Each year, phytoplankton blooms known as "red tides" kill millions of fish and other marine organisms and blanket vast areas of coastal water around the world. Though the precise causes of red tides remain a mystery, a team of researchers in the United States and Spain has solved one of the main riddles about these ecological disasters by uncovering the specific mechanism that triggers phytoplankton to release their powerful toxins into the environment. "Previous theories about how...

2011-10-27 10:27:24

A team of researchers from the Hawai'i Institute of Marine Biology (HIMB) have developed an interactive global map of corals and zooxanthellae as part of a hybrid web application titled GeoSymbio. This application provides global-scale biological and ecosystem information on symbiotic zooxanthellae called Symbiodinium which are uni-cellular, photosynthetic dinoflagellates that live inside the cells of other marine organisms like anemones, jellyfish, and corals. Symbiodinium are responsible...

2009-07-16 14:45:15

U.S. scientists say they have conducted the first remote detection below the ocean's surface of a harmful algal species and its toxin. Researchers at the National Oceanic and Atmospheric Administration's National Centers for Coastal Ocean Science and the Monterey Bay Aquarium Research Institute said their achievement represents a significant milestone in the effort to monitor the type and toxicity of harmful algal blooms. A robotic instrument owned by the aquarium -- a fully-functional...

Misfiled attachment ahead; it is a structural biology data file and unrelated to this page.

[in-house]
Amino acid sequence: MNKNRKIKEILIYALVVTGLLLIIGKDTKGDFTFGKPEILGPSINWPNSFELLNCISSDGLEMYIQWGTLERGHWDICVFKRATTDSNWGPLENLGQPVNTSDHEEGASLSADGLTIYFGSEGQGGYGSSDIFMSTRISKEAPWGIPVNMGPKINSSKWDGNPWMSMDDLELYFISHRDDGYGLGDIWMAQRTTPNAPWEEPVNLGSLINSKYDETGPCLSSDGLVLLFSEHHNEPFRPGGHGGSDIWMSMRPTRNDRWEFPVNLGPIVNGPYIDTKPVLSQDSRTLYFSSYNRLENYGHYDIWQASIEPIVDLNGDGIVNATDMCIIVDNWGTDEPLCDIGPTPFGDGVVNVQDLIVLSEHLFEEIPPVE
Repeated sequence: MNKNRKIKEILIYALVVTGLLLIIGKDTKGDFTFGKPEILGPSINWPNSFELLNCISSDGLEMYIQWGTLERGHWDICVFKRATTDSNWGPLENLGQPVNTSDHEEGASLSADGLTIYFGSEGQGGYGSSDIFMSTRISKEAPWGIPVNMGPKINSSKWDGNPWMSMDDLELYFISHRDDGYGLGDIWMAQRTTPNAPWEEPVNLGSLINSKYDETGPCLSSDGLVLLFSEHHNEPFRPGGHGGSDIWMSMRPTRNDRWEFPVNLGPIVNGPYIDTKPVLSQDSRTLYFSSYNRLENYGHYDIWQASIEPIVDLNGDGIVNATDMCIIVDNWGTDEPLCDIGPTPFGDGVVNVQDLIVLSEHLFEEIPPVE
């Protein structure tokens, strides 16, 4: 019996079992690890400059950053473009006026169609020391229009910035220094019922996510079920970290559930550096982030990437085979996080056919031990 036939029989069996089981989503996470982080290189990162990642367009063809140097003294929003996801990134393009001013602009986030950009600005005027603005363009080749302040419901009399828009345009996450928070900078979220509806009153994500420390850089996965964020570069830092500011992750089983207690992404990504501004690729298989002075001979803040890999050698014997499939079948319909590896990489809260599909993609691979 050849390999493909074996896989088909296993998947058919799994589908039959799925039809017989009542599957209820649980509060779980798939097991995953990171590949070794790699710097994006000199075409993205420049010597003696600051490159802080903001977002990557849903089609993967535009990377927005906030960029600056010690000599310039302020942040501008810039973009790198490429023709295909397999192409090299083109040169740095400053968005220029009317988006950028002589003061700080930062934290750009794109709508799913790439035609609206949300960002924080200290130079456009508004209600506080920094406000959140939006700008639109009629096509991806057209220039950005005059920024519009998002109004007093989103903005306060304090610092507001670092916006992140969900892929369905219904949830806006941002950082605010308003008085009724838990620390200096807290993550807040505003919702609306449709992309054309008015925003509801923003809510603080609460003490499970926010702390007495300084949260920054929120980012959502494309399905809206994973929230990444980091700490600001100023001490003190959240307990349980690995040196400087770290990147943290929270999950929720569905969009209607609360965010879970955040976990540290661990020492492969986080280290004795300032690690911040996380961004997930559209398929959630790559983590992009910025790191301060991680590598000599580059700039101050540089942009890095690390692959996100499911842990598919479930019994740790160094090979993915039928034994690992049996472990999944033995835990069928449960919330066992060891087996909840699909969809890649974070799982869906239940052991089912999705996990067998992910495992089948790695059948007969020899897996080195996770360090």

2008-07-23 03:00:35

By Reich, A Blackmore, C; Hopkins, R; Lazensky, R; Geib, K; Ngo- Seidel, E A "red tide" is a harmful algal bloom that occurs when toxic, microscopic algae in seawater proliferate to a higher-thannormal concentration (i.e., bloom), often discoloring the water red, brown, green, or yellow. Red tides can kill fish, birds, and marine mammals and cause illness in humans (1). Florida red tide is caused by the dinoflagellate Karenia brevis, which produces toxins called brevetoxins and is most...

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2008-04-25 08:25:00

Conditions are ripe for another large bloom in New England waters; weather and current patterns will determine outcomeThe end of April usually brings the first signs of harmful algae in New England waters, and this year, researchers from the Woods Hole Oceanographic Institution (WHOI) and North Carolina State University (NC State) are preparing for a potentially big bloom.A combination of abundant beds of algal seeds and excess winter precipitation have set the stage for a harmful algal bloom...


Word of the Day
vermicular
  • Like a worm in form or movement; vermiform; tortuous or sinuous; also, writhing or wriggling.
  • Like the track or trace of a worm; appearing as if worm-eaten; vermiculate.
  • Marked with fine, close-set, wavy or tortuous lines of color; vermiculated.
  • A form of rusticated masonry which is so wrought as to appear thickly indented with worm-tracks.
This word ultimately comes from the Latin 'vermis,' worm.